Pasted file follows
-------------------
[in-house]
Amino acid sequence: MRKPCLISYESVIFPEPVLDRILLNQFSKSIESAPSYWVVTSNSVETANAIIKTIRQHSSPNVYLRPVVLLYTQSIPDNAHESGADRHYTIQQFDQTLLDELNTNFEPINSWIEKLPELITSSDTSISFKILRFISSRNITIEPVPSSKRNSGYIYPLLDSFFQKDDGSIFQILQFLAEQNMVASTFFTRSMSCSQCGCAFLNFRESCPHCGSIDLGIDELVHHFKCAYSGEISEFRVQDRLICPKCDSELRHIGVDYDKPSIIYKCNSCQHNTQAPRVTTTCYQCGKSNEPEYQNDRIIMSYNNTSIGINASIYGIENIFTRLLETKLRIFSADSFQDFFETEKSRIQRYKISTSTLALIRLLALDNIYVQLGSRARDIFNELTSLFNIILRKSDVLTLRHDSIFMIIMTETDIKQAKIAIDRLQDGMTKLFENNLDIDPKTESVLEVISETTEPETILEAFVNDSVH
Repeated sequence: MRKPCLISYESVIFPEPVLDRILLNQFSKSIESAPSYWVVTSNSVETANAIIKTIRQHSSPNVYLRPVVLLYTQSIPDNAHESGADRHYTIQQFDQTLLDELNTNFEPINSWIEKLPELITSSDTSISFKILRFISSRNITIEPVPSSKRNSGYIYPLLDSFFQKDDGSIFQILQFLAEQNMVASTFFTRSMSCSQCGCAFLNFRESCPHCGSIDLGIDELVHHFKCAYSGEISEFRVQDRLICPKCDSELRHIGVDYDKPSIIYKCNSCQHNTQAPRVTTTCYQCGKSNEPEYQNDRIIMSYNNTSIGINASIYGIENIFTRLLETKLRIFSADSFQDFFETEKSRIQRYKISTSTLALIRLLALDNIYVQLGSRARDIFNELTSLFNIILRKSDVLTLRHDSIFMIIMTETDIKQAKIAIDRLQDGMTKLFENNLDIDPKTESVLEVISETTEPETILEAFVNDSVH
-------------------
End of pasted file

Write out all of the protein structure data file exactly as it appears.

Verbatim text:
[in-house]
Amino acid sequence: MRKPCLISYESVIFPEPVLDRILLNQFSKSIESAPSYWVVTSNSVETANAIIKTIRQHSSPNVYLRPVVLLYTQSIPDNAHESGADRHYTIQQFDQTLLDELNTNFEPINSWIEKLPELITSSDTSISFKILRFISSRNITIEPVPSSKRNSGYIYPLLDSFFQKDDGSIFQILQFLAEQNMVASTFFTRSMSCSQCGCAFLNFRESCPHCGSIDLGIDELVHHFKCAYSGEISEFRVQDRLICPKCDSELRHIGVDYDKPSIIYKCNSCQHNTQAPRVTTTCYQCGKSNEPEYQNDRIIMSYNNTSIGINASIYGIENIFTRLLETKLRIFSADSFQDFFETEKSRIQRYKISTSTLALIRLLALDNIYVQLGSRARDIFNELTSLFNIILRKSDVLTLRHDSIFMIIMTETDIKQAKIAIDRLQDGMTKLFENNLDIDPKTESVLEVISETTEPETILEAFVNDSVH
Repeated sequence: MRKPCLISYESVIFPEPVLDRILLNQFSKSIESAPSYWVVTSNSVETANAIIKTIRQHSSPNVYLRPVVLLYTQSIPDNAHESGADRHYTIQQFDQTLLDELNTNFEPINSWIEKLPELITSSDTSISFKILRFISSRNITIEPVPSSKRNSGYIYPLLDSFFQKDDGSIFQILQFLAEQNMVASTFFTRSMSCSQCGCAFLNFRESCPHCGSIDLGIDELVHHFKCAYSGEISEFRVQDRLICPKCDSELRHIGVDYDKPSIIYKCNSCQHNTQAPRVTTTCYQCGKSNEPEYQNDRIIMSYNNTSIGINASIYGIENIFTRLLETKLRIFSADSFQDFFETEKSRIQRYKISTSTLALIRLLALDNIYVQLGSRARDIFNELTSLFNIILRKSDVLTLRHDSIFMIIMTETDIKQAKIAIDRLQDGMTKLFENNLDIDPKTESVLEVISETTEPETILEAFVNDSVH